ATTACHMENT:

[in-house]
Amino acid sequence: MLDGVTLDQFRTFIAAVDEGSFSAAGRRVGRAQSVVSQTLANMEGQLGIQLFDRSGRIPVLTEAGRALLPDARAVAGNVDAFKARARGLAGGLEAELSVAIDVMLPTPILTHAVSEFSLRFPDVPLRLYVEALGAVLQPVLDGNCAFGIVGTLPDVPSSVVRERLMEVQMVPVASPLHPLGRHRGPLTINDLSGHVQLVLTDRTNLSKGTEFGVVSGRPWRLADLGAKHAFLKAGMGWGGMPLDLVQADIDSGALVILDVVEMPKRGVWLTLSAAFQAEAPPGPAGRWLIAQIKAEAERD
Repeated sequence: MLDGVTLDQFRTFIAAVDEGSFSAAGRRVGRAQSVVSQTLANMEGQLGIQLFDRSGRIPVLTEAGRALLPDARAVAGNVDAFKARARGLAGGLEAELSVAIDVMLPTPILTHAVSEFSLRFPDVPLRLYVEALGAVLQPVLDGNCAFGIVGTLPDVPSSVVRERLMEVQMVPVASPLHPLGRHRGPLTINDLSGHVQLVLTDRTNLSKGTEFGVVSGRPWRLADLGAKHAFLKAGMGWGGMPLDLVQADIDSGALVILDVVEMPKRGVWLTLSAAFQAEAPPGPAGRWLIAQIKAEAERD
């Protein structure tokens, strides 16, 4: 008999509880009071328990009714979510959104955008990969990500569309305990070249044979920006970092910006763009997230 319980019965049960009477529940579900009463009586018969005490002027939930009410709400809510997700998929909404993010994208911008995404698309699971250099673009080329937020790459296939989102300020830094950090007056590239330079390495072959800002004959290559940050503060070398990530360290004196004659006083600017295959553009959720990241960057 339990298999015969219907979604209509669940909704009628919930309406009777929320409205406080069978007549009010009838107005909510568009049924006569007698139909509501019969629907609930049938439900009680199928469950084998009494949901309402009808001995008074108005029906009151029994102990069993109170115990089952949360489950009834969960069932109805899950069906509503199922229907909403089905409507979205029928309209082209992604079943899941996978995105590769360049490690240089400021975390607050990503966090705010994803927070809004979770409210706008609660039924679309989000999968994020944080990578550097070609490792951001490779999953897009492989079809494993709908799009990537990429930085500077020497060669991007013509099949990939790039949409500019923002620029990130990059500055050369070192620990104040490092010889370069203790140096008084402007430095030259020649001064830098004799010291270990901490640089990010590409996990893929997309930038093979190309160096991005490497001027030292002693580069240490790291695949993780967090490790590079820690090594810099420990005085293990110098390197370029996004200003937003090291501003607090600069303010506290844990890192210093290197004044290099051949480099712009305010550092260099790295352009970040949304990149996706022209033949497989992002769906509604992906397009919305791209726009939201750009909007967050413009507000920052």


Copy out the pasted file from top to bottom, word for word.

[in-house]
Amino acid sequence: MLDGVTLDQFRTFIAAVDEGSFSAAGRRVGRAQSVVSQTLANMEGQLGIQLFDRSGRIPVLTEAGRALLPDARAVAGNVDAFKARARGLAGGLEAELSVAIDVMLPTPILTHAVSEFSLRFPDVPLRLYVEALGAVLQPVLDGNCAFGIVGTLPDVPSSVVRERLMEVQMVPVASPLHPLGRHRGPLTINDLSGHVQLVLTDRTNLSKGTEFGVVSGRPWRLADLGAKHAFLKAGMGWGGMPLDLVQADIDSGALVILDVVEMPKRGVWLTLSAAFQAEAPPGPAGRWLIAQIKAEAERD
Repeated sequence: MLDGVTLDQFRTFIAAVDEGSFSAAGRRVGRAQSVVSQTLANMEGQLGIQLFDRSGRIPVLTEAGRALLPDARAVAGNVDAFKARARGLAGGLEAELSVAIDVMLPTPILTHAVSEFSLRFPDVPLRLYVEALGAVLQPVLDGNCAFGIVGTLPDVPSSVVRERLMEVQMVPVASPLHPLGRHRGPLTINDLSGHVQLVLTDRTNLSKGTEFGVVSGRPWRLADLGAKHAFLKAGMGWGGMPLDLVQADIDSGALVILDVVEMPKRGVWLTLSAAFQAEAPPGPAGRWLIAQIKAEAERD
């Protein structure tokens, strides 16, 4: 008999509880009071328990009714979510959104955008990969990500569309305990070249044979920006970092910006763009997230 319980019965049960009477529940579900009463009586018969005490002027939930009410709400809510997700998929909404993010994208911008995404698309699971250099673009080329937020790459296939989102300020830094950090007056590239330079390495072959800002004959290559940050503060070398990530360290004196004659006083600017295959553009959720990241960057 339990298999015969219907979604209509669940909704009628919930309406009777929320409205406080069978007549009010009838107005909510568009049924006569007698139909509501019969629907609930049938439900009680199928469950084998009494949901309402009808001995008074108005029906009151029994102990069993109170115990089952949360489950009834969960069932109805899950069906509503199922229907909403089905409507979205029928309209082209992604079943899941996978995105590769360049490690240089400021975390607050990503966090705010994803927070809004979770409210706008609660039924679309989000999968994020944080990578550097070609490792951001490779999953897009492989079809494993709908799009990537990429930085500077020497060669991007013509099949990939790039949409500019923002620029990130990059500055050369070192620990104040490092010889370069203790140096008084402007430095030259020649001064830098004799010291270990901490640089990010590409996990893929997309930038093979190309160096991005490497001027030292002693580069240490790291695949993780967090490790590079820690090594810099420990005085293990110098390197370029996004200003937003090291501003607090600069303010506290844990890192210093290197004044290099051949480099712009305010550092260099790295352009970040949304990149996706022209033949497989992002769906509604992906397009919305791209726009939201750009909007967050413009507000920052």